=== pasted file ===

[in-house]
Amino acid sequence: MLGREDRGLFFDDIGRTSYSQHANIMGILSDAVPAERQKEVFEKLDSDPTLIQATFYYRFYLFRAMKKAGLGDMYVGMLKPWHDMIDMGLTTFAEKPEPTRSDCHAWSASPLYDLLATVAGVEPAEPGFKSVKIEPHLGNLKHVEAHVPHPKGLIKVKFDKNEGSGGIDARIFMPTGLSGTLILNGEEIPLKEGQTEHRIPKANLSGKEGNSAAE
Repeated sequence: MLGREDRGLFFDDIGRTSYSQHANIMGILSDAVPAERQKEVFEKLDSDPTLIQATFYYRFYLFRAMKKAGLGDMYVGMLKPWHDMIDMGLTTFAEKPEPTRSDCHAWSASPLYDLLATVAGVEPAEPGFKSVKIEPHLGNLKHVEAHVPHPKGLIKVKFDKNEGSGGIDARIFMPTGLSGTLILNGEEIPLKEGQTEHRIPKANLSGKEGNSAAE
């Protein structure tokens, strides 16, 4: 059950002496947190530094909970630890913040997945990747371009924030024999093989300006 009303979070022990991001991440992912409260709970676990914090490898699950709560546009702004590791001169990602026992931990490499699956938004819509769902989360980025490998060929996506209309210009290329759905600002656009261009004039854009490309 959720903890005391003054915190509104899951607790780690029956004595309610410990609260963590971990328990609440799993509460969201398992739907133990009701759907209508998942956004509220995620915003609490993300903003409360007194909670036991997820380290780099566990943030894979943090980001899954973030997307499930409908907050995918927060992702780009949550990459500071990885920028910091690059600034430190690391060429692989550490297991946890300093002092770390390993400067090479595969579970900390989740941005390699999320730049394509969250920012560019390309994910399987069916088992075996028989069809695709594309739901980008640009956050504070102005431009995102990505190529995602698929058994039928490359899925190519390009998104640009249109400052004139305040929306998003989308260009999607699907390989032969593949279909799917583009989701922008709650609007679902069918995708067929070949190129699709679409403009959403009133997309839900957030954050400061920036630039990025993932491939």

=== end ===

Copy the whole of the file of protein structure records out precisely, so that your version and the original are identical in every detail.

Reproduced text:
[in-house]
Amino acid sequence: MLGREDRGLFFDDIGRTSYSQHANIMGILSDAVPAERQKEVFEKLDSDPTLIQATFYYRFYLFRAMKKAGLGDMYVGMLKPWHDMIDMGLTTFAEKPEPTRSDCHAWSASPLYDLLATVAGVEPAEPGFKSVKIEPHLGNLKHVEAHVPHPKGLIKVKFDKNEGSGGIDARIFMPTGLSGTLILNGEEIPLKEGQTEHRIPKANLSGKEGNSAAE
Repeated sequence: MLGREDRGLFFDDIGRTSYSQHANIMGILSDAVPAERQKEVFEKLDSDPTLIQATFYYRFYLFRAMKKAGLGDMYVGMLKPWHDMIDMGLTTFAEKPEPTRSDCHAWSASPLYDLLATVAGVEPAEPGFKSVKIEPHLGNLKHVEAHVPHPKGLIKVKFDKNEGSGGIDARIFMPTGLSGTLILNGEEIPLKEGQTEHRIPKANLSGKEGNSAAE
């Protein structure tokens, strides 16, 4: 059950002496947190530094909970630890913040997945990747371009924030024999093989300006 009303979070022990991001991440992912409260709970676990914090490898699950709560546009702004590791001169990602026992931990490499699956938004819509769902989360980025490998060929996506209309210009290329759905600002656009261009004039854009490309 959720903890005391003054915190509104899951607790780690029956004595309610410990609260963590971990328990609440799993509460969201398992739907133990009701759907209508998942956004509220995620915003609490993300903003409360007194909670036991997820380290780099566990943030894979943090980001899954973030997307499930409908907050995918927060992702780009949550990459500071990885920028910091690059600034430190690391060429692989550490297991946890300093002092770390390993400067090479595969579970900390989740941005390699999320730049394509969250920012560019390309994910399987069916088992075996028989069809695709594309739901980008640009956050504070102005431009995102990505190529995602698929058994039928490359899925190519390009998104640009249109400052004139305040929306998003989308260009999607699907390989032969593949279909799917583009989701922008709650609007679902069918995708067929070949190129699709679409403009959403009133997309839900957030954050400061920036630039990025993932491939």